Nurses work long hours and are an intricate part of our health and wellbeing. They are also on the forefront of the medical devices that we use and the packaging they come in. So when a panel of nurses at HealthPack 2015 gave their feedback on medical device packaging, Thoro took notice. They had good comments and gave great advice regarding some of the changes that are needed. It is for these reasons; Thoro is re-posting in part, the following article from Healthcare Packaging, June 2015.

 For years, HealthPack has presented a nurse’s panel, one of the most popular presentations every year. At Norfolk, nurses again gave very blunt feedback and attendees got to hear firsthand what does, and maybe more importantly, what does not, work when it comes to medical device packaging. The presentation comprised a panel of end users, mostly nurses who were given a series of medical items and packages and asked for feedback.

 One of the major points they made was that printing on the packaging needs to be easily readable, specifically the expiration date on items. “It’s frustrating if you cannot see it,” said one nurse. “It is nerve-racking as a nurse; because you want to make sure it is not expired,” another shared the same sentiment. “Print size and expiration date are important. Have a highlighted box area or a way for me to know where it is. If I don’t know where it is, it is time-consuming. If all the information were on the front and then just the expiration date on the back that would be easy.”

 Another user suggested that when manufacturers are designing the product, they take into consideration how it is stacked on a shelf, so they can easily see the expiration without having to remove the package from the shelf.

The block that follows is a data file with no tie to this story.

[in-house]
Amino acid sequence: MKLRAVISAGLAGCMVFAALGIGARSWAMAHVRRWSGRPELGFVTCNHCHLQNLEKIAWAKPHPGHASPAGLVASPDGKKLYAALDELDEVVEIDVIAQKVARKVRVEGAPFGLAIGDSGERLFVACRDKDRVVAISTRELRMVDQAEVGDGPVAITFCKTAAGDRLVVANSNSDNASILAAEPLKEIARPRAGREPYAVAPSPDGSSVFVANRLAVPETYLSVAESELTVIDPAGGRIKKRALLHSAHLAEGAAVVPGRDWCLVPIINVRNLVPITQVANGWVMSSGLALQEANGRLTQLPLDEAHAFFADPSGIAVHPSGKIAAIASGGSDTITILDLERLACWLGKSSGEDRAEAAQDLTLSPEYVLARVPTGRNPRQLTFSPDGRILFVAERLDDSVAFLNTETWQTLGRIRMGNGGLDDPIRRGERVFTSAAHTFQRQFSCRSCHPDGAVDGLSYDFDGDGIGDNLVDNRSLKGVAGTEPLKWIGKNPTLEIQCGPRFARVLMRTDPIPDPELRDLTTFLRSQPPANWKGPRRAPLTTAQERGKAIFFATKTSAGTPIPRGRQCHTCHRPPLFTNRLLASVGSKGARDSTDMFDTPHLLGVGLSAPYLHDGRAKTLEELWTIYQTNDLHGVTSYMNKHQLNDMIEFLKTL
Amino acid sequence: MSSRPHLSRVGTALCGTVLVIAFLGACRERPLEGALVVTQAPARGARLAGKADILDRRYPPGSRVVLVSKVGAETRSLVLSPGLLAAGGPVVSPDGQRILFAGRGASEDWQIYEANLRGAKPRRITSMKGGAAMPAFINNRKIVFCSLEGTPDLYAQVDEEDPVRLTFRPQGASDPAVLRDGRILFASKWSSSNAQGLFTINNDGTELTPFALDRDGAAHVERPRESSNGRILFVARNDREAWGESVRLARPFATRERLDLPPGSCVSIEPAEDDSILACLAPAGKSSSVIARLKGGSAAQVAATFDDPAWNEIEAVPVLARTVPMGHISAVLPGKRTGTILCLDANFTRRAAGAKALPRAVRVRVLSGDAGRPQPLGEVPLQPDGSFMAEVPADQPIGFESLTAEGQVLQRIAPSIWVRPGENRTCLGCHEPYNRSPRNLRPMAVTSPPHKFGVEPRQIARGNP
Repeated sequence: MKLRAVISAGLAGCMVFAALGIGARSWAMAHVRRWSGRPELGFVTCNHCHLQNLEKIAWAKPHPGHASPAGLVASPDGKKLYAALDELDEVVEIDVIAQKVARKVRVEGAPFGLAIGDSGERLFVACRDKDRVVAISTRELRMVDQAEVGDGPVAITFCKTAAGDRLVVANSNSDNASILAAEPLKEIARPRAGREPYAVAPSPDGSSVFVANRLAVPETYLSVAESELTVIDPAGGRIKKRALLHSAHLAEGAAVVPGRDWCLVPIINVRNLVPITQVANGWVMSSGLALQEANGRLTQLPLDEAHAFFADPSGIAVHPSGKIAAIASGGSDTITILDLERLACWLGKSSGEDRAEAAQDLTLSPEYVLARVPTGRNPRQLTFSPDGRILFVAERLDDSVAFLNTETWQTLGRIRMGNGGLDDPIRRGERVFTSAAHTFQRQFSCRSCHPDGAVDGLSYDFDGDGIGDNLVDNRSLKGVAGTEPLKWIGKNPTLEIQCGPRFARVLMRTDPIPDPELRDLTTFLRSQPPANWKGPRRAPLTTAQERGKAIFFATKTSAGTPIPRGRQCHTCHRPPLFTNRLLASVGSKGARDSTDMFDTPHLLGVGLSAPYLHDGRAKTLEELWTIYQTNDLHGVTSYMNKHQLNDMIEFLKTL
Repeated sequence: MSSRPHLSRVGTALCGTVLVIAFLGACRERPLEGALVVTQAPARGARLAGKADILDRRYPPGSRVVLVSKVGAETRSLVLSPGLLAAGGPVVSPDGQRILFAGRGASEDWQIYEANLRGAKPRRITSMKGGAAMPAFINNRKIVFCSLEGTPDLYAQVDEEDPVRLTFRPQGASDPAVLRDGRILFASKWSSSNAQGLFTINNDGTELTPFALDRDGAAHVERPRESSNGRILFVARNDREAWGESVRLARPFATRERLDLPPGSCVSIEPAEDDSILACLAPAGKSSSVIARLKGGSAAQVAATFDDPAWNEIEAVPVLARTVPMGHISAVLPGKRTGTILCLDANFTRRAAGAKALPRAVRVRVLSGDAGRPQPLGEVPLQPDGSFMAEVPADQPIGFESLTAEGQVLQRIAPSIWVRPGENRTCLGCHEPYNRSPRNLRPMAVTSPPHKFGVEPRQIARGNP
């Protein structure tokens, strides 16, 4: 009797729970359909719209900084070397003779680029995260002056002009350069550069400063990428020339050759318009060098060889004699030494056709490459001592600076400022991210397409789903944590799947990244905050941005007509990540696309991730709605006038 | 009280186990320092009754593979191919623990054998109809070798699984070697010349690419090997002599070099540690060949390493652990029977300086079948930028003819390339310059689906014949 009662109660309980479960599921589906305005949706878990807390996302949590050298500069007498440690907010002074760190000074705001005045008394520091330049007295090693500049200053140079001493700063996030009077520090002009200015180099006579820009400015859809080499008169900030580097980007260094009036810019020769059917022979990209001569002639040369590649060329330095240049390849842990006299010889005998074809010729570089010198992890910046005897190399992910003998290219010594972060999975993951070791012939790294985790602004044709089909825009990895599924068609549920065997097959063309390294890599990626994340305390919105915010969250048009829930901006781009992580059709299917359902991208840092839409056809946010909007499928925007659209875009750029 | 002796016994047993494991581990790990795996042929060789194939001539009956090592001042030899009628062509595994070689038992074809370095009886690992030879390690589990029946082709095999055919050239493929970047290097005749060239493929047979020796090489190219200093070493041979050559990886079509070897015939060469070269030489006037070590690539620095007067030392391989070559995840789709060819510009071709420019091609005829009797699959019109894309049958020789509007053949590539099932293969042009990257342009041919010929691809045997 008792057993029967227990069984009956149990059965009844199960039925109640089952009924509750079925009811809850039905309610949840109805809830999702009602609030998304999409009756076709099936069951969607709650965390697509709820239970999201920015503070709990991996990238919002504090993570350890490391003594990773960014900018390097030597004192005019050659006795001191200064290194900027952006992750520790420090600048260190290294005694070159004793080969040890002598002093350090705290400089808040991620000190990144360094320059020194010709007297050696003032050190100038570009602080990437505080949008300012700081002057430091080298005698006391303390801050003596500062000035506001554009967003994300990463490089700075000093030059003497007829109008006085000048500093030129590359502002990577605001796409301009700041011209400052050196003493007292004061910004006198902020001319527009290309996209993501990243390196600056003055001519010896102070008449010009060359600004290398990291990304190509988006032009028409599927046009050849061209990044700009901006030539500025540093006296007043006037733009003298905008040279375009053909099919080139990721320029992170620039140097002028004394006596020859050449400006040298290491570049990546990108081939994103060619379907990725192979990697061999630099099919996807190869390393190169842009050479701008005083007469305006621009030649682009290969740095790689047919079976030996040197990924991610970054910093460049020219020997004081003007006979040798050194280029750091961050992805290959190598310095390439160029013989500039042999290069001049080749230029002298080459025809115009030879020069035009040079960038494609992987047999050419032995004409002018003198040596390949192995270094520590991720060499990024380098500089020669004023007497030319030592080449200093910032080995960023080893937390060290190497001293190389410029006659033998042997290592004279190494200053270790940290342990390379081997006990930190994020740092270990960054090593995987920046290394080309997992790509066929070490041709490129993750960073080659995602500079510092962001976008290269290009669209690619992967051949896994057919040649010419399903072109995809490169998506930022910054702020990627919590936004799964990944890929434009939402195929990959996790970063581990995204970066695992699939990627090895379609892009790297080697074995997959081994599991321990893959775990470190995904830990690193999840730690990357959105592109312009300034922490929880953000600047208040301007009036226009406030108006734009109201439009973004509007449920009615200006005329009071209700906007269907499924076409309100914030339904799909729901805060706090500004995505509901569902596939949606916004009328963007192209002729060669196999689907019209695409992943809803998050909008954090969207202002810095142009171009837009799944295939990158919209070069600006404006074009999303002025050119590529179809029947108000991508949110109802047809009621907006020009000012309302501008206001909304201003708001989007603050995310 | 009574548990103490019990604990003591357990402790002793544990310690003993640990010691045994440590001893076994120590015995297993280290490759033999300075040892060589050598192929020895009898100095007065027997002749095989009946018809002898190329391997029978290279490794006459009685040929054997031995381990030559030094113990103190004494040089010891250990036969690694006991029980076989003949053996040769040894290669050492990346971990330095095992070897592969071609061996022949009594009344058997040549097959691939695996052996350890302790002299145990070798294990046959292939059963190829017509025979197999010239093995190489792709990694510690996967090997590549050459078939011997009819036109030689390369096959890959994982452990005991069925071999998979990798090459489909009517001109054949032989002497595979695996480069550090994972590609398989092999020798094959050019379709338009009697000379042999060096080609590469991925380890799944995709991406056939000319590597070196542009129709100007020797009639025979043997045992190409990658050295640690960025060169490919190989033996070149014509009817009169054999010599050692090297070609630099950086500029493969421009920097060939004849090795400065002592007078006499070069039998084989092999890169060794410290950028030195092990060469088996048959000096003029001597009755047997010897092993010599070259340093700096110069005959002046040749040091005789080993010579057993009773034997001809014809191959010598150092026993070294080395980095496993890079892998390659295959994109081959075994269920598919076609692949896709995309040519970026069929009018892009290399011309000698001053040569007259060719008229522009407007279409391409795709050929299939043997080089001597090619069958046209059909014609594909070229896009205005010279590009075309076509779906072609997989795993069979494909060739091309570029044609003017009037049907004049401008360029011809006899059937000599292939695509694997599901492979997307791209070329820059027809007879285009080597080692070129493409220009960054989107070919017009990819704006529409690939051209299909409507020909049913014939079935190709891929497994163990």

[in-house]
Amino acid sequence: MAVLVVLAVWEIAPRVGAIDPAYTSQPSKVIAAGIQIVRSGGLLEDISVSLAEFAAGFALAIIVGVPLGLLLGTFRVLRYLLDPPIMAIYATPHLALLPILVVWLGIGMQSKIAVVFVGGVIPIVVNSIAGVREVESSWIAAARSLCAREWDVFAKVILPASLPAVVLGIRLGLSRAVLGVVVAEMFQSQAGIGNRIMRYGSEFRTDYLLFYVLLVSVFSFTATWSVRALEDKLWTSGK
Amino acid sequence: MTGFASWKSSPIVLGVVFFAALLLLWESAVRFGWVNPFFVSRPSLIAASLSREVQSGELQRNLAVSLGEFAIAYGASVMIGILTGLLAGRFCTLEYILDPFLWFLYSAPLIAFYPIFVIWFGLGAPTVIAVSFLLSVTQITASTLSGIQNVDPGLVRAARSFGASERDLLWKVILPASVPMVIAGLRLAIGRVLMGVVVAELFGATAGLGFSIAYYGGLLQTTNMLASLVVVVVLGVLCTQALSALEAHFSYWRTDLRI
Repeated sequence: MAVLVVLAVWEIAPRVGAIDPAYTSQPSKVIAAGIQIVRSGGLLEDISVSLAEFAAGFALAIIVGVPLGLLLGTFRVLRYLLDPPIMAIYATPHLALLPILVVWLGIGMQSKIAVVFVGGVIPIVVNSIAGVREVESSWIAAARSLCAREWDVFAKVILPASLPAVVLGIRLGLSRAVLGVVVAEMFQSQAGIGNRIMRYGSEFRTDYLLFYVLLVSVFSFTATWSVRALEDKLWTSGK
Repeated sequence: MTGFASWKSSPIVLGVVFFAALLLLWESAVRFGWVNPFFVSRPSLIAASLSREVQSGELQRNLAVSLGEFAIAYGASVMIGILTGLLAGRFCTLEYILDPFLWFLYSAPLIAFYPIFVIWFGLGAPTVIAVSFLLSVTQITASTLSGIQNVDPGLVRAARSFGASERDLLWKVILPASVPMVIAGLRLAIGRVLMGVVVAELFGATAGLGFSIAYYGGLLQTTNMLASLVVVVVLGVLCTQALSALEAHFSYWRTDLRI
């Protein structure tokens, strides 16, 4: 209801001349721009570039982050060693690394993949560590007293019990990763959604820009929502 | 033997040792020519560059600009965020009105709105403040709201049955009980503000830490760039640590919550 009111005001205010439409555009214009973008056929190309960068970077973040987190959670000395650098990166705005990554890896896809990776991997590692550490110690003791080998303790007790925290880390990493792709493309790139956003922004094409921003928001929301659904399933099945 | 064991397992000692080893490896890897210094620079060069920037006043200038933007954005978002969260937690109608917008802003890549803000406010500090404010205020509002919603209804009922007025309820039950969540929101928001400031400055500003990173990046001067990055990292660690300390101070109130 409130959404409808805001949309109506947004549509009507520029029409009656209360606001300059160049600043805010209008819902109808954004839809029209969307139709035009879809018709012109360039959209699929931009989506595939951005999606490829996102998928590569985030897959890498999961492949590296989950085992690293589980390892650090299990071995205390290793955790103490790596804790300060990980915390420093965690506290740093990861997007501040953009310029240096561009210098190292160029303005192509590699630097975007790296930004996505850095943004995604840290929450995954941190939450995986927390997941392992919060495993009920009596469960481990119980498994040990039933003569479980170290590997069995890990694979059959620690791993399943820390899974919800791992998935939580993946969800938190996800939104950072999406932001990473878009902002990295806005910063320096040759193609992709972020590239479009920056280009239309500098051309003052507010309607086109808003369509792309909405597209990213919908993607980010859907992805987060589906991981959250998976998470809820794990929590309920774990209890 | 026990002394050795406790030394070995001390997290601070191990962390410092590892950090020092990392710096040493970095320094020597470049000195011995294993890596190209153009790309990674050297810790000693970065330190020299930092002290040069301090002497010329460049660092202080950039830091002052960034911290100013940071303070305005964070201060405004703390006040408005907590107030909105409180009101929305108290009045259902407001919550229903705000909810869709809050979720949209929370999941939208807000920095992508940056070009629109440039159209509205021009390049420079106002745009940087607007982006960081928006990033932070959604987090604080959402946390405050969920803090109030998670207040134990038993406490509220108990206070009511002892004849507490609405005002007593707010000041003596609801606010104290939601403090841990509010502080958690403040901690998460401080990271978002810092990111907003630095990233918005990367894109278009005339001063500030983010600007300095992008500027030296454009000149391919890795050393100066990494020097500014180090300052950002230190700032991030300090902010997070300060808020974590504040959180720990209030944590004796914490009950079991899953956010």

In addition to the print size and expiration date location, another concern of the group was making sure the packaging is easy to open and hold on to so that the device doesn’t fall out either when they open it or when they hand it to their tech. To that point, they said they prefer a tray over a flexible package. “I must be able to hold it my hand,” said one of the nurses. “Sometimes underneath, the way it is molded to hold product there is no way to grasp it.”

 The result, another explained, is a “big worry” about dropping it when it is opened. Expanding on that, the nurses debated the pros and cons of opening a package where you have to dump the items that are inside onto a sterile place or hold it open for the tech to reach in and take it out. “I never dump anything that’s worth more than my paycheck,” one of the nurses said, causing the crowd to laugh. And, although it was humorous, the nurses elaborated that it is actually a pretty serious problem.

Medical device companies use input from nurses and professionals to develop packaging that opens easier and works better in the field. Paying attention to nurses when they describe and evaluate the packaging they use can pay off for medical device firms in the package development process. Do you have an idea or a suggestion regarding medical devise packaging? We would love to hear from you.